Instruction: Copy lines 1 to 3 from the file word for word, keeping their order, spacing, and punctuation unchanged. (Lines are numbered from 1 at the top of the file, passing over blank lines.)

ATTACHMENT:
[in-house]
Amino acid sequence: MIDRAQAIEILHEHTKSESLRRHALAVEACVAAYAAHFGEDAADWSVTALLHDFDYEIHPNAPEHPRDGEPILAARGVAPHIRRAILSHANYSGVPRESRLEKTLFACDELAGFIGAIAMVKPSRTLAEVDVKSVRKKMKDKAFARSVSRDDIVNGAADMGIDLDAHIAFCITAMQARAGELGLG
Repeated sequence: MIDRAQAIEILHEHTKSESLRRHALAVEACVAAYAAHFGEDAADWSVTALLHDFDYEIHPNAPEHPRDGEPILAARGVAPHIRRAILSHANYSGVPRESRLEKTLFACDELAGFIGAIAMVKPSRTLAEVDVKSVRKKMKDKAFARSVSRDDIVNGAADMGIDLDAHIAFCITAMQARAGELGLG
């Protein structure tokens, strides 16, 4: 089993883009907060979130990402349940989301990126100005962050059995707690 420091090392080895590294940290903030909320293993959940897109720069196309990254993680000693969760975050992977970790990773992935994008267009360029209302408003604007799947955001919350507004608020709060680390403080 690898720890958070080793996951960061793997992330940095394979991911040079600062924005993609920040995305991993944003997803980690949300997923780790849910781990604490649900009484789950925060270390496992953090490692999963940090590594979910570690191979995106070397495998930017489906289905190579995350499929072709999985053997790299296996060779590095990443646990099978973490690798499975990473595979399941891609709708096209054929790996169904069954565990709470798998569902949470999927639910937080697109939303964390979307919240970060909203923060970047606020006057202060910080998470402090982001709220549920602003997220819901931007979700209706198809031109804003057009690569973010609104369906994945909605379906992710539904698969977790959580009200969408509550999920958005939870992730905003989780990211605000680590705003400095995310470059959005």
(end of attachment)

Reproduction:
[in-house]
Amino acid sequence: MIDRAQAIEILHEHTKSESLRRHALAVEACVAAYAAHFGEDAADWSVTALLHDFDYEIHPNAPEHPRDGEPILAARGVAPHIRRAILSHANYSGVPRESRLEKTLFACDELAGFIGAIAMVKPSRTLAEVDVKSVRKKMKDKAFARSVSRDDIVNGAADMGIDLDAHIAFCITAMQARAGELGLG
Repeated sequence: MIDRAQAIEILHEHTKSESLRRHALAVEACVAAYAAHFGEDAADWSVTALLHDFDYEIHPNAPEHPRDGEPILAARGVAPHIRRAILSHANYSGVPRESRLEKTLFACDELAGFIGAIAMVKPSRTLAEVDVKSVRKKMKDKAFARSVSRDDIVNGAADMGIDLDAHIAFCITAMQARAGELGLG